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10.2: Compounds of Fluorine

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  • Elemental fluorine (F2) is the most reactive element. Fluorine combines directly with all other elements, except nitrogen and the lighter noble gases. It also reacts with many compounds forming fluorides, and many organic compounds inflame and burn in the gas. The highly reactive nature is due to the weak F-F bond (thermodynamically unstable), which provides a low activation energy to reactions (kinetically unstable). The ΔG for reactions is often large due to the strength of the resulting X-F bonds. The weak F-F bond (158 kJ/mol) is due to the small size (0.5 Å) and high nuclear charge of fluorine that result in a small overlap of the bonding orbitals and a repulsion between the non-bonding orbitals (lone pairs) on the two fluorine atoms.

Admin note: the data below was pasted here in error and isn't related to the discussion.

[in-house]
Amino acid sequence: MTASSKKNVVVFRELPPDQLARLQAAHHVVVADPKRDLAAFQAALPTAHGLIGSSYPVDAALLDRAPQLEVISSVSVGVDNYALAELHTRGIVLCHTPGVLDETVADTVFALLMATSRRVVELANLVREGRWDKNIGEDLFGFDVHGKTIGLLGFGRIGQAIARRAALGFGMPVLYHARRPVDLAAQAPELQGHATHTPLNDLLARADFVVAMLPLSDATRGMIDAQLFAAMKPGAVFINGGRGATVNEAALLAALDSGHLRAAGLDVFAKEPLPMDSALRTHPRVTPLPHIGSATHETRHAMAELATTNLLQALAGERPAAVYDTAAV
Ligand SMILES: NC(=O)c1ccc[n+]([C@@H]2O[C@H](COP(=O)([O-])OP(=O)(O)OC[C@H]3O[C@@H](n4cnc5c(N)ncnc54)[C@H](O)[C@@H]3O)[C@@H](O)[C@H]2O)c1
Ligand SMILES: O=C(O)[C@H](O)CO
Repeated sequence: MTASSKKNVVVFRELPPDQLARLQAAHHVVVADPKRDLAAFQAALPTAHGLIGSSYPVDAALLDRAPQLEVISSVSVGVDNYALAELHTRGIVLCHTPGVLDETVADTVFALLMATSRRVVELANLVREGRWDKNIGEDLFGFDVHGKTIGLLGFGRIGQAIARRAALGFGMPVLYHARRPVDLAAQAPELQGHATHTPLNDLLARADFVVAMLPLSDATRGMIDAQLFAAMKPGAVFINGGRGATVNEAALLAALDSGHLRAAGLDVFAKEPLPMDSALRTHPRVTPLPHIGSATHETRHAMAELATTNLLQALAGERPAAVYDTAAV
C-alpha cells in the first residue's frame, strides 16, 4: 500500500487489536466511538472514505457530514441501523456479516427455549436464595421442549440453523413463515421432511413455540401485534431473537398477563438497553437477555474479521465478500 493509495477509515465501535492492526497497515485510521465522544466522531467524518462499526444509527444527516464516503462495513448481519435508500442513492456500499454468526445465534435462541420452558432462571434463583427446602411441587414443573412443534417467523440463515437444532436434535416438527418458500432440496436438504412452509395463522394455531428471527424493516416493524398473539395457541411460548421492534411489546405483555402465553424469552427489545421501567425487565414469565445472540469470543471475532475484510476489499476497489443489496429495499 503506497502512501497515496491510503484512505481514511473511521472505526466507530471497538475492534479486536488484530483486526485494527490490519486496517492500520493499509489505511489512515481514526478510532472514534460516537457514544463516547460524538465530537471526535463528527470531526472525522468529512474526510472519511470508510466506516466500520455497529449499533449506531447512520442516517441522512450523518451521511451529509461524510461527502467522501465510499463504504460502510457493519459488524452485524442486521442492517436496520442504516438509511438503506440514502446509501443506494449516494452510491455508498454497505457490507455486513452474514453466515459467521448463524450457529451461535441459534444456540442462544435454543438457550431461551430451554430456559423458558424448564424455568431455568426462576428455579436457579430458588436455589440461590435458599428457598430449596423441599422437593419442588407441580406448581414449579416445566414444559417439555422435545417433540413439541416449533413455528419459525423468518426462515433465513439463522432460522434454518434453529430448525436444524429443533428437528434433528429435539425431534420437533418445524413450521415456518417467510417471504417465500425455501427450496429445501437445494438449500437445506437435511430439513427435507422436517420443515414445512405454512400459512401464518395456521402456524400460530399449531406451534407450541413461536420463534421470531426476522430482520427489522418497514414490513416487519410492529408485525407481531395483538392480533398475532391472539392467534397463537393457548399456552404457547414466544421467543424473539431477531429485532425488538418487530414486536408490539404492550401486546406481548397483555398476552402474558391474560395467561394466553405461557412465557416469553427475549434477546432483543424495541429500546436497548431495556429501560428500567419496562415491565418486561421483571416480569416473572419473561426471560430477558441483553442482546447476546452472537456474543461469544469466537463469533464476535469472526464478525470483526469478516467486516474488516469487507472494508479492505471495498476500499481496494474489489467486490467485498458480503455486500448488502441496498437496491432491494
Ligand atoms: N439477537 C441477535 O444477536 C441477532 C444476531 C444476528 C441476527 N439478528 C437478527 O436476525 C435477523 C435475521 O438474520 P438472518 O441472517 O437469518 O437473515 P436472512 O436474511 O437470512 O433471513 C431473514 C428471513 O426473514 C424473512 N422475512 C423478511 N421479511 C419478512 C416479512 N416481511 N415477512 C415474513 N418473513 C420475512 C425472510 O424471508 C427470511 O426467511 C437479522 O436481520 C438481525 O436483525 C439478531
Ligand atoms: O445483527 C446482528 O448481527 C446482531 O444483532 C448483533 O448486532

Ionic salts

    The ease of formation of F- anion is due to the high electron affinity of fluorine (-322 kJ/mol). Since the fluoride ion is small (1.33 Å) and the least polarizable anion (i.e., hard) it is stable in ionic lattices with metal cations in a high oxidation state (high charge), e.g., MnF4 and CrF5. In general the highest oxidation states for any metal are found with the fluoride salts. The large ionization energies needed to produce the cations are recovered by the high lattice energies.

    Covalent compounds

    The high electronegativity of fluorine means that it forms a single electron pair bond polar bond with a high ionic character. The polar nature of the bond means that there is a large inductive effect within a molecule. For example, perfluoroethanol (CF3CF2OH) has an acidity comparable to acetic acid.